Originally published on Mon March 25, 2013 1:48 pm
"The time for preparing and talking is about over." That's the message from Craig Fugate, the head of the Federal Emergency Management Agency as Hurricane Sandy, the monstrous superstorm that's churning its way to the U.S. East Coast, threatening millions of people.
Moonshine used to be big business in the South, an illegal business that also kept the federal courthouses busy. Now one of those facilities, once on the front lines of the war on homemade booze, is shutting down.
The Johnson J. Hayes Federal Building is in Wilkesboro, N.C., where distilling corn whiskey in backwoods breweries was once the town's main trade. It's one of six federal courthouses closing in the South over the next year or two.
Not so long ago, many Chinese commentators wrote in a cautious, oblique style designed not to offend the nation's famously humorless leaders — then came the Internet, blogs and a cheeky young man named Han Han.
The voice of China's post-'80s generation, Han is ironic, skeptical and blunt — writing what many young Chinese think but dare not say publicly.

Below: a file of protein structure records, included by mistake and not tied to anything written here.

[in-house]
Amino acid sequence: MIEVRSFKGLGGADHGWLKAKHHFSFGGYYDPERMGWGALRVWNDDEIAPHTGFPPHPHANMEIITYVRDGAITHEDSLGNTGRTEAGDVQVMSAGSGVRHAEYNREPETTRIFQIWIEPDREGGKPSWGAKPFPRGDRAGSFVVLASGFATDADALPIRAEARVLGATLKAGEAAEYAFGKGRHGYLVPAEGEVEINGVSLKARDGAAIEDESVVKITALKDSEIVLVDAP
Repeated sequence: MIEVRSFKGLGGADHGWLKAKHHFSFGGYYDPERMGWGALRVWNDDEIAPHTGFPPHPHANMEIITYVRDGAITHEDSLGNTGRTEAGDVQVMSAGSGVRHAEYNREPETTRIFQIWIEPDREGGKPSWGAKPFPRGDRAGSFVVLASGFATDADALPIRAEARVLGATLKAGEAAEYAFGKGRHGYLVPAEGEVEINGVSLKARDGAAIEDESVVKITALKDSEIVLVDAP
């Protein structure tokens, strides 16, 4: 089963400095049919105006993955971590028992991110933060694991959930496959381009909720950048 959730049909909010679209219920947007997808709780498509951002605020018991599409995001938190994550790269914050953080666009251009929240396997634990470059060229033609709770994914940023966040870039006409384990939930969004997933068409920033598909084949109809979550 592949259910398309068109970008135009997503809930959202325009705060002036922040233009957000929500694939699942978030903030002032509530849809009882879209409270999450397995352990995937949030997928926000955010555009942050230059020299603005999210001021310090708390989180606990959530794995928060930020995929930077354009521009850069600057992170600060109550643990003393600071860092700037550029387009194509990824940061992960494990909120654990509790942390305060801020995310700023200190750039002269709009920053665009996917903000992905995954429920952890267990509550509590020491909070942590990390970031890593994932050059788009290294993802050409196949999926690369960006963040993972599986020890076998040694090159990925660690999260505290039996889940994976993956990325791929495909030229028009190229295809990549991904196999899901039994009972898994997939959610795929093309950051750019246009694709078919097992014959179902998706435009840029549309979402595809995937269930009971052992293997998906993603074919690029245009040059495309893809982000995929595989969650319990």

Now 30 years old, Han has boy-band good looks, drives race cars and has 8 million followers on the Chinese equivalent of Twitter.
Hitting theaters this week is an epic story of good and evil, love and loss, failure and redemption ... Pac-Man ghosts and Cy-Bugs? Wreck-It Ralph is about video games and the characters who live in them.
Ralph is the villain who runs around smashing windows and destroying buildings. Fix-It Felix is the good guy with the golden hammer who cleans up Ralph's mess. And after 30 years as a video-game bad guy, Ralph is fed up with his job. Actor John C. Reilly, who does Ralph's voice, says grown-up audiences may be attracted to what is, essentially, a mid-life crisis.